Note that working along the superficial fascial plane involves severing the cutaneous nerves and vessels (i.e. those that innervate/supply the skin). The segmentation of the trunk will be evident in the pattern of cutaneous innervation via specific spinal nerves.
Muscles that attach to the scapula or humerus and thus move the upper limb are hypaxial (not expaxial) muscles. Therefore, even though we see them on the back, due to their embryonic origins they are innervated by ventral rami of spinal nerves.
The trapezius is innervated by a cranial nerve (CN XI, or spinal accessory nerve) because of its embryonic origin as a so-called gill arch muscle. Other hypaxial muscles are innervated by ventral rami of spinal nerves, whereas epaxial muscles are innervated by dorsal rami. Which of these three muscle types (gill arch, hypaxial, and epaxial) will be influenced by spinal cord injury at a level below C4?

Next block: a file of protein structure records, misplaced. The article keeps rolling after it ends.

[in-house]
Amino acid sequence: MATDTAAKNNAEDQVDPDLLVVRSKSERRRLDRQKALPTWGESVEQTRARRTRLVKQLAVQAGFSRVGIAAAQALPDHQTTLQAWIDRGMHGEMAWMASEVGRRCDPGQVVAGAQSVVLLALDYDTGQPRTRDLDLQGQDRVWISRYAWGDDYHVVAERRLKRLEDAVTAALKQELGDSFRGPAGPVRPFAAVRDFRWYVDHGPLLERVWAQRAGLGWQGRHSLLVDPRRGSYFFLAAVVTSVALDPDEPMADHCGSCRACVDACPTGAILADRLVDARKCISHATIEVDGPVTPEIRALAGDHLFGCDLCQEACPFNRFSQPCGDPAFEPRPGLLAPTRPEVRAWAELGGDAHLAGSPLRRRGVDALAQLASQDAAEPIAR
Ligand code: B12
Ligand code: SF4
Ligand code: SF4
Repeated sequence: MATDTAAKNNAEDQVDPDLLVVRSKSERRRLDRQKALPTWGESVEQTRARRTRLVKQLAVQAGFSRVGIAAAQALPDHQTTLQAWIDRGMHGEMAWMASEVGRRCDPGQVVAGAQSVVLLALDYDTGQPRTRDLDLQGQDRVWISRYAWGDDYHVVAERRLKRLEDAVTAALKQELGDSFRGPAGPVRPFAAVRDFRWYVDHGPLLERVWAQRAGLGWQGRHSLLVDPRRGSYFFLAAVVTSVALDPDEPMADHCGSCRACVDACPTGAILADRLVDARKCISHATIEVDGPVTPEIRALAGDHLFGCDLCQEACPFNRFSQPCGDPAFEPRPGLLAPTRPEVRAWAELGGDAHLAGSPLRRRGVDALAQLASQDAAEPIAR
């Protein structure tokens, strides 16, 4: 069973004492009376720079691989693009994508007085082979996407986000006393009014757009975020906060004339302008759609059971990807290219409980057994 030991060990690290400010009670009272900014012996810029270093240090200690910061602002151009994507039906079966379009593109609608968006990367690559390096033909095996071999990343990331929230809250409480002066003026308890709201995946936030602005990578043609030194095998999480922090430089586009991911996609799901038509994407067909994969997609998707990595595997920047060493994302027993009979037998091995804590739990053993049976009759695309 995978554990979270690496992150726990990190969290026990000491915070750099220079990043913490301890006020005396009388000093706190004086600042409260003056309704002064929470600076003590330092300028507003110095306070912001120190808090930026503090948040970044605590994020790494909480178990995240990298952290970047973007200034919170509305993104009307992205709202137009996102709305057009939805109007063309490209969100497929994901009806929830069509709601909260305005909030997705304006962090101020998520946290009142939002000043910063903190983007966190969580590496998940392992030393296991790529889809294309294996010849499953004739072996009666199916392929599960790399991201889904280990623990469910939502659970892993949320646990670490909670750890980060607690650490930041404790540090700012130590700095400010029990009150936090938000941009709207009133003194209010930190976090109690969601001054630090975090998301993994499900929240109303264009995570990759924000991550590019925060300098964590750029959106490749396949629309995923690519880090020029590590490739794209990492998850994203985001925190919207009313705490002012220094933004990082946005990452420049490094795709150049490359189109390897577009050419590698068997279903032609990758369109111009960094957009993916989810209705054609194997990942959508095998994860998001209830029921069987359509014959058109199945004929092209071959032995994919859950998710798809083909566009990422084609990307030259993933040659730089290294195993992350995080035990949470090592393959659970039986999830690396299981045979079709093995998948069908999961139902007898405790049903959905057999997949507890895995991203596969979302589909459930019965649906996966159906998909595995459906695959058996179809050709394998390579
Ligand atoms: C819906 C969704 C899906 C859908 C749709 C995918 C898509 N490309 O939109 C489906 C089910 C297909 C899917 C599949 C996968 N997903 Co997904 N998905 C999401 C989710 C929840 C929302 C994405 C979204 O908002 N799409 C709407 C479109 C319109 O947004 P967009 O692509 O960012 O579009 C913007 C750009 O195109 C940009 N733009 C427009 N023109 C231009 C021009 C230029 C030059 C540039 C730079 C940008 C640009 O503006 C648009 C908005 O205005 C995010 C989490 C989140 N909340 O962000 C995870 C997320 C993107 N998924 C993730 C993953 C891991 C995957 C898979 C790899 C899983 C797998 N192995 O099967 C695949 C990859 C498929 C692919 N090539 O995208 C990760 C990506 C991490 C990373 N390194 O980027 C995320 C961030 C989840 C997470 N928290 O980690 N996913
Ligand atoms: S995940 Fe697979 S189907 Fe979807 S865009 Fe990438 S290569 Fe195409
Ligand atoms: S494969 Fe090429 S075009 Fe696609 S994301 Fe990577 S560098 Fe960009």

4. SUPERFICIAL BACK:
- Find the lateral border of trapezius and the superior and inferior borders of latissimus dorsi,
- Near the vertebral column, where muscles attach to the spinous process of the vertebrae, cut (transect) the trapezius and latissimus dorsi along the long axis of the body and reflect them laterally by folding them away from the vertebral colum. They will remain attached to the scapula and humerus.
- Cut the rhomboids near their attachment to the spinous processes, and reflect these muscles laterally together with the attached scapulae.
Note that the medial (vertebral) border of the scapula remains attached to the ribs anteriorly by serratus anterior and to the cervical transverse processes by levator scapulae.
- Run your hand over the ventral surface of the scapula and around toward the ventral chest to feel the extent and attachment of serratus anterior.
Readiness Assessment. Please answer these questions prior to attending lab.